The Tampa Bay Rays have signed Wander Franco to a $3.5 million contract for the 2019 season and beyond, which is both highly lucrative for Franco as well as his team. As MLB clubs continue to struggle with the idea of player contracts being worth more than standard salary, this deal could be seen as an example of how turning things upside down may work out better in the long run.
Wander Franco is a player who has been in the MLB for over ten years, but he has never had a contract that was as lucrative as this new one. The Tampa Bay Rays have signed him to a deal worth $21 million dollars per year. This is rare because teams typically don’t offer players contracts that are so large.
We just have a few weeks of hot burner activity left before the cold reality of a possible labor stoppage sets in. Smaller labor squabbles have erupted in recent years, undermining happy occasions with financial realities. (This is his major league debut! But they messed with his service time?)
But, now, this week, we’ve arrived in a haven.
Wander Franco’s new 12-year, $182 million contract with the Rays is a rare win-win-win situation for fans, players, teams, and leagues alike: Human-explosion-of-joy Franco is a multi-generational millionaire, the Rays maintain their franchise player until he is 32, and the league sees a young star continue to play for the league’s best-run team (at a time when it could really use a morale boost). Let’s take a look at how each of these three scenarios views this historic deal:
Franco is on the move. For more casual baseball fans, the way a young player is paid by his team is as follows: basically just the league minimum ($570,500 for the 2021 season) for the first three years of his big league career, then three years of arbitration in which the player gets escalating percentages of his actual market value (in a convoluted process). After six or more seasons (typically six complete seasons and a tiny portion of a seventh), he becomes a free agent. Franco, who is 20, only had that minor role in 2021, so if he doesn’t receive this deal, he’ll have six full seasons of being paid less than he’s worth before hitting free agency at the age of 27.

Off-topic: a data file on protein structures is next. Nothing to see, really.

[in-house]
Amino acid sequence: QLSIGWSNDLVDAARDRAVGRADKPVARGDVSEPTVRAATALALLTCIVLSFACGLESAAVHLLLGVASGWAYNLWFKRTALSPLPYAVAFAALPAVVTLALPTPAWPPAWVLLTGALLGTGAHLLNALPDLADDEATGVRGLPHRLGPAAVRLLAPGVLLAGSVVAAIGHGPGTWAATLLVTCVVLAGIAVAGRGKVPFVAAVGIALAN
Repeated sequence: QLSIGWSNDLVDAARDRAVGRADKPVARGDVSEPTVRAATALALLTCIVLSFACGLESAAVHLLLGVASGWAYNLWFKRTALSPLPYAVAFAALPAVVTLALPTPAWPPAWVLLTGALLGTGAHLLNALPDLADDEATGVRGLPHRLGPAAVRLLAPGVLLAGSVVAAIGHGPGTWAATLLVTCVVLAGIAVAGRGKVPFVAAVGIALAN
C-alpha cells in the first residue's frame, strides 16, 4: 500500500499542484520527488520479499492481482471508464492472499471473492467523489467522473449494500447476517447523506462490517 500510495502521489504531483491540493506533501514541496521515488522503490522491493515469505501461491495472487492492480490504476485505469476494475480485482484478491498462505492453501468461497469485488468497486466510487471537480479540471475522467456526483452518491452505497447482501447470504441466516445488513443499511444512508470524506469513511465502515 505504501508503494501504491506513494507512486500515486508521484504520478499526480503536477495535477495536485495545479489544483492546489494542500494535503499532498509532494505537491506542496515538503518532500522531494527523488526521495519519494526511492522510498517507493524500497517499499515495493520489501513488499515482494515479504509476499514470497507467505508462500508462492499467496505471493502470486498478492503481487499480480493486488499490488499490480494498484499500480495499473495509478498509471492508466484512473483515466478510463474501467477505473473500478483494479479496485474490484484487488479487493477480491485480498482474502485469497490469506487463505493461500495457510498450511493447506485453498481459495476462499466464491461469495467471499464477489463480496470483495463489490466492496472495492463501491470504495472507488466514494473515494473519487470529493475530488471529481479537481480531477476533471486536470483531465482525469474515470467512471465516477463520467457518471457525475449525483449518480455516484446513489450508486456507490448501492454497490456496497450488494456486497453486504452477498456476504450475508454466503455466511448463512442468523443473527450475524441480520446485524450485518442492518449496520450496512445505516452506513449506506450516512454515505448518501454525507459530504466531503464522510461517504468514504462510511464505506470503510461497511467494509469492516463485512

Carlos Correa, a 27-year-old who is expected to earn approximately $300 million in free agency, is in a similar scenario. This is what Correa’s pay looks like when broken down year by year:
$507,000 in 2015 $516,700 in 2016 $535,000 in 2017 $1,000,000 in 2018 $5,000,000 in 2019 $8,000,000 in 2020 $11,700,000 in 2021
Correa earned $27 million in his first six years while contributing 25.1 WAR to the Astros. Mookie Betts, who made $59.7 million and got 40.1 WAR, and Manny Machado, who made $34.1 million and achieved 30.2 WAR, are two recent comparisons who followed similar paths before landing significant paydays in free agency.